By Dr Ananya Mandal, MD
Gardasil is a vaccine that is used to prevent the spread of human papilloma virus (HPV).
This prophylactic vaccine cannot cure the HPV infection once it has occurred but it can prevent the infection in an un-infected person.
Since HPV is a common infection that affects most sexually active males and females at some point in their lives, the vaccine needs to be administered before children are mature enough to become sexually active.
If a person has already been infected with one of the HPV strains targeted by this vaccine (strains 6, 11, 16 and 18), they should still be vaccinated because Gardasil may still protect against other HPV strains.
In most countries, maximum vaccination efficacy is achieved by following recommendations that the vaccine be given before the onset of sexual activity, at around 9 to 12 years of age.
By preventing HPV infection, Gardasil protects against the development of long-term complications associated with HPV such as genital warts and changes in the cell lining of the cervix that can give rise to cancer. Anal cancer, vulvar cancer and throat cancer are also associated with HPV infection.
Despite its protective effects, Gardasil should not be considered as an alternative to the routine Pap smears that are performed to check women for cervical cancer and precancerous lesions of the cervix.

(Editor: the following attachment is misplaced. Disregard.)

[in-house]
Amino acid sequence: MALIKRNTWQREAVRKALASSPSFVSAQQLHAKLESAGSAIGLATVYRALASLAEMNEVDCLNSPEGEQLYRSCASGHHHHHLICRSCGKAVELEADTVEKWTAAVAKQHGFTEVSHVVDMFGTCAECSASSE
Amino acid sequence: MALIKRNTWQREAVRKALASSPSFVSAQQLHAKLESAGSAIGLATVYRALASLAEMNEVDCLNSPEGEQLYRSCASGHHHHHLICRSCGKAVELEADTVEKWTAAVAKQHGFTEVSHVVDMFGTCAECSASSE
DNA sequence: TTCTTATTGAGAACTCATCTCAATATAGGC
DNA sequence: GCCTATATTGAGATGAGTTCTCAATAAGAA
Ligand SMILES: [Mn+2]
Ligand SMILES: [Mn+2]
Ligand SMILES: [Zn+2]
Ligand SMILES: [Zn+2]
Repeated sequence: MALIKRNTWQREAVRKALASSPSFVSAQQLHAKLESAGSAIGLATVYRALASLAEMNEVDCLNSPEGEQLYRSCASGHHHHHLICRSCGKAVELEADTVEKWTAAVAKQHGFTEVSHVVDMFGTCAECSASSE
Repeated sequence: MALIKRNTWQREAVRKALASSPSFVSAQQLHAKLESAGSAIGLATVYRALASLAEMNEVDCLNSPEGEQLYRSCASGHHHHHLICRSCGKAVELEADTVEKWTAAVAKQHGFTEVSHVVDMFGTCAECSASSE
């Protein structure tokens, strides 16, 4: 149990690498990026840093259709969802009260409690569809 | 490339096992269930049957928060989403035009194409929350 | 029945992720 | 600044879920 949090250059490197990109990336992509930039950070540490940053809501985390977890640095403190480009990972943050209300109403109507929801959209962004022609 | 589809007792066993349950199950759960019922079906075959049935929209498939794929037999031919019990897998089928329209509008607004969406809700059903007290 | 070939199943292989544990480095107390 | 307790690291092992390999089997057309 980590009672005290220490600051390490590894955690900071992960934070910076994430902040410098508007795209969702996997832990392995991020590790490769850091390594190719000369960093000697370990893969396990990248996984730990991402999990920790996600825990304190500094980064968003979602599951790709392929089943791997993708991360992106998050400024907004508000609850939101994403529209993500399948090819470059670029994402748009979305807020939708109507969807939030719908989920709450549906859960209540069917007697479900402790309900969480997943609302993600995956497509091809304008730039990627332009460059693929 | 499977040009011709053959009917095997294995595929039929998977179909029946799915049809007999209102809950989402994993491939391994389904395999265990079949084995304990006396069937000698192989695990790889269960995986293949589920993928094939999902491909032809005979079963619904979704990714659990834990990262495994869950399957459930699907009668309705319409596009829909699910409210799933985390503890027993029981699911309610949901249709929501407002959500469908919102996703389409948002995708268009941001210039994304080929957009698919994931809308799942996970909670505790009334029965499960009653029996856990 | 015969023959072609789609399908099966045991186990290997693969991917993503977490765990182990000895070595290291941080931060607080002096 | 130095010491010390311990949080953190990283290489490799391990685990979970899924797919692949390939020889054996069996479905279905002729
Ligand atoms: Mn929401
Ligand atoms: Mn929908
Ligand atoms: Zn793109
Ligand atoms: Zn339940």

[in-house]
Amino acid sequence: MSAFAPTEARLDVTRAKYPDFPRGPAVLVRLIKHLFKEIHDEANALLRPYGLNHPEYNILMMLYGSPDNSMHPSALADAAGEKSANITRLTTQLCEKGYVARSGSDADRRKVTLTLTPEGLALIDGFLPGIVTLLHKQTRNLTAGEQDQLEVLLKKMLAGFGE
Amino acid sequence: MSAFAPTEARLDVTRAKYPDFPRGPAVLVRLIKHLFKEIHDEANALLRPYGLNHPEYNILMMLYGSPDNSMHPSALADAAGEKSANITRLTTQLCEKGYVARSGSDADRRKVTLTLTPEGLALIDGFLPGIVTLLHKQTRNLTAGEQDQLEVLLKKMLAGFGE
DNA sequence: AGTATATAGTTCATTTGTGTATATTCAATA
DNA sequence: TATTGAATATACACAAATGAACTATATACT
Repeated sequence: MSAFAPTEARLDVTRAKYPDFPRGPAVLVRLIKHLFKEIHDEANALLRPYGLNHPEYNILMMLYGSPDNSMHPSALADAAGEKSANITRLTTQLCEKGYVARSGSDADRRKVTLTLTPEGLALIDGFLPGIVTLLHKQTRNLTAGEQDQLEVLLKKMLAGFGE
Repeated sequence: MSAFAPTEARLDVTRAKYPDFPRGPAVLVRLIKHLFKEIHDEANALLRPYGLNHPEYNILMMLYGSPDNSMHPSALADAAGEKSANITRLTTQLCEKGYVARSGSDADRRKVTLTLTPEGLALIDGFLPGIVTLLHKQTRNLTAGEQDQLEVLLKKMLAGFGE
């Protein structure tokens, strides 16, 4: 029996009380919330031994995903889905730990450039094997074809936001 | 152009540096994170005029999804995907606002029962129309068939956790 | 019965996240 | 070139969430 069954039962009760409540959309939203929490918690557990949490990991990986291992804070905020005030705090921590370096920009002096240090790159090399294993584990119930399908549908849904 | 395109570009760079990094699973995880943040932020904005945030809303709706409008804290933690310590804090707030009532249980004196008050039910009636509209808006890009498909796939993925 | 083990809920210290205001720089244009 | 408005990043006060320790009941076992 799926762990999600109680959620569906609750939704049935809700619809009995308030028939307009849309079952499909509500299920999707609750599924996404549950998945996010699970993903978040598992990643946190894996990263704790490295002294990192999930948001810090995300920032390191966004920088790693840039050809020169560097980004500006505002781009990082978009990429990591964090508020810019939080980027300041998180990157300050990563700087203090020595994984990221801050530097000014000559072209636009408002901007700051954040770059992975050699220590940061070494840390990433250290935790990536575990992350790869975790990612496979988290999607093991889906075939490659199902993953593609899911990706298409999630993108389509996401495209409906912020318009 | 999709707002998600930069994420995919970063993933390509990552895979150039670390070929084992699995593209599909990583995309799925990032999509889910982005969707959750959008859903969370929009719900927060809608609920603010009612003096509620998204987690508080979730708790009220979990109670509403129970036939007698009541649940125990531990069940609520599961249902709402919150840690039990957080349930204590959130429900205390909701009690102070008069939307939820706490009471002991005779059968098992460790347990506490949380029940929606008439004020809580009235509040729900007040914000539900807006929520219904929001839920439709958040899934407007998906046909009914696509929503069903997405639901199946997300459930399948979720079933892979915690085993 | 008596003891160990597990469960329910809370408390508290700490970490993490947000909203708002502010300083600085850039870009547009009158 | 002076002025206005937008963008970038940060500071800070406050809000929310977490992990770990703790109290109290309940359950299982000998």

Gardasil cannot offer protection against all of the forms of cervical cancer that are caused by the various different HPV types. On the other hand, the risk of cervical cancer is very low among those who have been vaccinated with Gardasil before becoming sexually active.
As well as preventing cervical cancer, Gardasil reduces the costs associated with the work-ups and treatment of cervical cancer and precancer. It also prevents the infertility that can occur as a result of biopsies taken due to cervical cancer.
Furthermore, Gardasil reduces respiratory problems in babies that are infected with HPV by their mothers. Gardasil has also been shown to protect against anal cancer and head and neck cancers (especially oropharyngeal squamous-cell carcinoma – a throat cancer caused by HPV type 16).
Reviewed by Sally Robertson, BSc
Last Updated: Jul 11, 2014